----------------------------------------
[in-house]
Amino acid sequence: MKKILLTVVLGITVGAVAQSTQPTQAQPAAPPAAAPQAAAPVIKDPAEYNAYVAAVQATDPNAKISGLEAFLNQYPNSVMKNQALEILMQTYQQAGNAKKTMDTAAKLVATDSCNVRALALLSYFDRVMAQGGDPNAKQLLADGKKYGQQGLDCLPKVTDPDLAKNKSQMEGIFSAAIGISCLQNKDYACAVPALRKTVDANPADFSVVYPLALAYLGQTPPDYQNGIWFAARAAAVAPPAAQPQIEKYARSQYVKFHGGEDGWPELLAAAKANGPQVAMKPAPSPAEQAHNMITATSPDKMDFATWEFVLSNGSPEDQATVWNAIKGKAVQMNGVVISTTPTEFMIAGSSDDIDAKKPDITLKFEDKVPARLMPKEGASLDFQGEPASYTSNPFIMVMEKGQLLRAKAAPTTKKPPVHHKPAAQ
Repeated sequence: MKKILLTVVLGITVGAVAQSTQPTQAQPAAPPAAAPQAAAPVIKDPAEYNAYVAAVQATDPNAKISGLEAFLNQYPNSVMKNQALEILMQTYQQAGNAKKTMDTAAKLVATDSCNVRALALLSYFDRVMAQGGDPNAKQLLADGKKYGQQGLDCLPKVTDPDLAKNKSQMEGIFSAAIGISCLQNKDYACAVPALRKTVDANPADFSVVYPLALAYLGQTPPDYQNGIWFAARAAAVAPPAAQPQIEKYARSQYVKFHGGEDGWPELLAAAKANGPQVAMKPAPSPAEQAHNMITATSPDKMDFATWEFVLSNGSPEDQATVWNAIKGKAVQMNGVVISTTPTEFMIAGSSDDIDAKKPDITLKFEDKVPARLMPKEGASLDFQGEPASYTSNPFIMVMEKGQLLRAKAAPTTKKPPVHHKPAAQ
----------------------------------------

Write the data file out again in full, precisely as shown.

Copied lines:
[in-house]
Amino acid sequence: MKKILLTVVLGITVGAVAQSTQPTQAQPAAPPAAAPQAAAPVIKDPAEYNAYVAAVQATDPNAKISGLEAFLNQYPNSVMKNQALEILMQTYQQAGNAKKTMDTAAKLVATDSCNVRALALLSYFDRVMAQGGDPNAKQLLADGKKYGQQGLDCLPKVTDPDLAKNKSQMEGIFSAAIGISCLQNKDYACAVPALRKTVDANPADFSVVYPLALAYLGQTPPDYQNGIWFAARAAAVAPPAAQPQIEKYARSQYVKFHGGEDGWPELLAAAKANGPQVAMKPAPSPAEQAHNMITATSPDKMDFATWEFVLSNGSPEDQATVWNAIKGKAVQMNGVVISTTPTEFMIAGSSDDIDAKKPDITLKFEDKVPARLMPKEGASLDFQGEPASYTSNPFIMVMEKGQLLRAKAAPTTKKPPVHHKPAAQ
Repeated sequence: MKKILLTVVLGITVGAVAQSTQPTQAQPAAPPAAAPQAAAPVIKDPAEYNAYVAAVQATDPNAKISGLEAFLNQYPNSVMKNQALEILMQTYQQAGNAKKTMDTAAKLVATDSCNVRALALLSYFDRVMAQGGDPNAKQLLADGKKYGQQGLDCLPKVTDPDLAKNKSQMEGIFSAAIGISCLQNKDYACAVPALRKTVDANPADFSVVYPLALAYLGQTPPDYQNGIWFAARAAAVAPPAAQPQIEKYARSQYVKFHGGEDGWPELLAAAKANGPQVAMKPAPSPAEQAHNMITATSPDKMDFATWEFVLSNGSPEDQATVWNAIKGKAVQMNGVVISTTPTEFMIAGSSDDIDAKKPDITLKFEDKVPARLMPKEGASLDFQGEPASYTSNPFIMVMEKGQLLRAKAAPTTKKPPVHHKPAAQ